Wednesday 16 January 2019

Eleanor McGrath: They may be thousands of miles apart, but the Blaskets and Newfoundland say the same things to me

MY children have a way of trying to pin me down on my favourite part of the world. And today I still do not know how to answer their question in the most politically correct manner: "Which do you like better, Ireland or Newfoundland?" They might as well be asking me, "Which of them do I love best?" With the Cork husband and links of many kinds to Ireland there might seem to be an easy answer, but, there is a strange, rural, rocky shore called the Irish Loop on the Island of Newfoundland where we are drawn each summer.

Some are starved for noise and over population and seek holidays in the sexy hubs of New York and Miami, but not us…we choose to drive two days and ferry for 19 hours to get to the last province on the Atlantic ocean. Buying five years ago on a whim, our salt-box home in Renews off the internet, sight unseen was the closest we could get ourselves to Ireland during the Celtic Tiger – we are now in the next parish over.

When the stock markets crashed in 2008 there was a moment written about chasing a desire to return to a simple life, a desire to consume less and review corruption that would caste out all banking sinners. But that moment to correct all our global wrongs just left; just as the children of Ireland left again seeking work in the Prairies of Canada and even further to Vancouver on the Pacific coast.

And like Ireland, on the Rock the exodus never stopped bleeding its youth to the oil rigs in the North Sea, the Gulf Coast and Alberta. And like the Irish, Newfoundlanders clan together and rebuild a community to alleviate the homesickness. And just as the names are so Irish, the accents are Wexford and Waterford and a Newfoundlander is now Canadian Ambassador to Ireland – there is a struggle on which identity to promote, Irish or Newfoundlander?

Stretching 111,390 sq km with a minor population of 510,000 hugging its shores, Newfoundland is utilizing all its tools to attract and retain newcomers. The maverick former Premier Danny Williams fought the Canadian government and took on hero status with his oil deals creating the new Newfoundland, a “have province” unlike our Ontario, the “have not” province. Glories in new money and a housing boom ensure its economy is one of the fastest growing in Canada. But guided by politicians there is a shift in the culture of Newfoundland and one that is focused on St. John’s, the province’s capital.

The shift for work associated with the oil rich capital of St. John’s has put a risk at the heart of Newfoundland culture. Fishing outports are being abandoned politically, despite being the very places sold to tourists in glossy magazine advertisements. In the 1960s, Premier Joey Smallwood put in place the “resettlement policy” effectively moving families onto the main island to alleviate the costs associated with infrastructure of the province. The dispersed families, like those of the Blaskets in Ireland, still visit their outports in the summer and some question why they ever had to leave.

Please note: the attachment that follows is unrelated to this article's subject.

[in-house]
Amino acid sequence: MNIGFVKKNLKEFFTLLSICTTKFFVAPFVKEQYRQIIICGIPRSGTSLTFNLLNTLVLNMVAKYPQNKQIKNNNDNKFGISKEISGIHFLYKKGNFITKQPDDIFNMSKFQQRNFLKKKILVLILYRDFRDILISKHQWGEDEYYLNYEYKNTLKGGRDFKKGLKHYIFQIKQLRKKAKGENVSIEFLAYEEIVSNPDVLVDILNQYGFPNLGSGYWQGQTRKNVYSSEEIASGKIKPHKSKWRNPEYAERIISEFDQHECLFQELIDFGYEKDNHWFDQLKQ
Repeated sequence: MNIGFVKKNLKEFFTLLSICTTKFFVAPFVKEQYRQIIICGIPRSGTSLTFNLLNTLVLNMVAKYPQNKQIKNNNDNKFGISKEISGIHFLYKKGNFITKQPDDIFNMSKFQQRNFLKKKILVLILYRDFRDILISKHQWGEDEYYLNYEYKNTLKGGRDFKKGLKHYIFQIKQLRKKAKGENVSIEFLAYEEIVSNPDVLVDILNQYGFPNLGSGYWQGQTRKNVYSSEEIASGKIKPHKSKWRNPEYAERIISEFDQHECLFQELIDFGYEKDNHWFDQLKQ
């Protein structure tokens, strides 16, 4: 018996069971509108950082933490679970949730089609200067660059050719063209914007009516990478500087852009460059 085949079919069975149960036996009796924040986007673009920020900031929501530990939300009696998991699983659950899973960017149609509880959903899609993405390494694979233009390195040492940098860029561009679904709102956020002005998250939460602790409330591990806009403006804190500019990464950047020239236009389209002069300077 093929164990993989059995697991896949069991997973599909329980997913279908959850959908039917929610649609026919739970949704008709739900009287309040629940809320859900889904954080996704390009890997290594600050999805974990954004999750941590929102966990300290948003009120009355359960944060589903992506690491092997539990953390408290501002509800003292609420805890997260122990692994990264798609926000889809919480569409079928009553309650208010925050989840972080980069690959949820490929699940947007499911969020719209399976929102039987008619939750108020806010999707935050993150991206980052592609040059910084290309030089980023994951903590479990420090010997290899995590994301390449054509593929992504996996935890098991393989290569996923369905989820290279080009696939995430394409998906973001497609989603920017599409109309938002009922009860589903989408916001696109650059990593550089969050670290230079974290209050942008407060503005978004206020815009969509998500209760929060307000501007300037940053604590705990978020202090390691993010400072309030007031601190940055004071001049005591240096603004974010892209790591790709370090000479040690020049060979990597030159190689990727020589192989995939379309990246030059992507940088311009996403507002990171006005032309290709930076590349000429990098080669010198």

Today in Newfoundland, there is a quiet “resettlement” but not with any financial compensation just in the total disregard of people who are dependent on ferry boats to get them to and from hospitals and for the basics of life – there needs to be a backlash to protect both these people and what is truly Newfoundland’s culture.

On Sunday, July 22, Irish Ambassador Ray Bassett with his wife Patricia came for dinner in Renews. Canadian Ambassador Loyola Hearn and Member of the House Assembly, Keith Hutchings greeted the distinguished guests to this small outport of 300. Fish (cod) caught by local fishermen was served by men and women alike, followed by the local delicacy of bakeapple tarts with cream and songs of fishing heroes and recitations performed by members of the community, not professionals just our neighbours.

At 9pm, Ambassador Bassett stood to make his remarks. Often words said by politicians are forgotten, but maybe it was because the politician was an Irishman, or maybe it is because he knows the strain of a family losing their children to faraway lands or possibly because he honeymooned on the most remote outport of Ireland, the Great Blasket that he closed with these words: “Be proud of who you are, it is good to celebrate your Irish heritage, but you are Newfoundlanders and you are unique.”

We all must be true to ourselves. We cannot become something we are not. And when the Irish Ambassador came calling to Newfoundland, I know that nowhere in the big city of St. John’s did he find the culture of the island because that is the privilege and beauty of the fishing outports; just as when Robin Flower came from England, he knew to go to the Great Blasket to find the Irish language and culture.

And while I am neither Irish nor a Newfoundlander, I can answer with certainty my children’s question: I love Ireland and I love Newfoundland, where I know I will return every year like the gannets to the Skellig.

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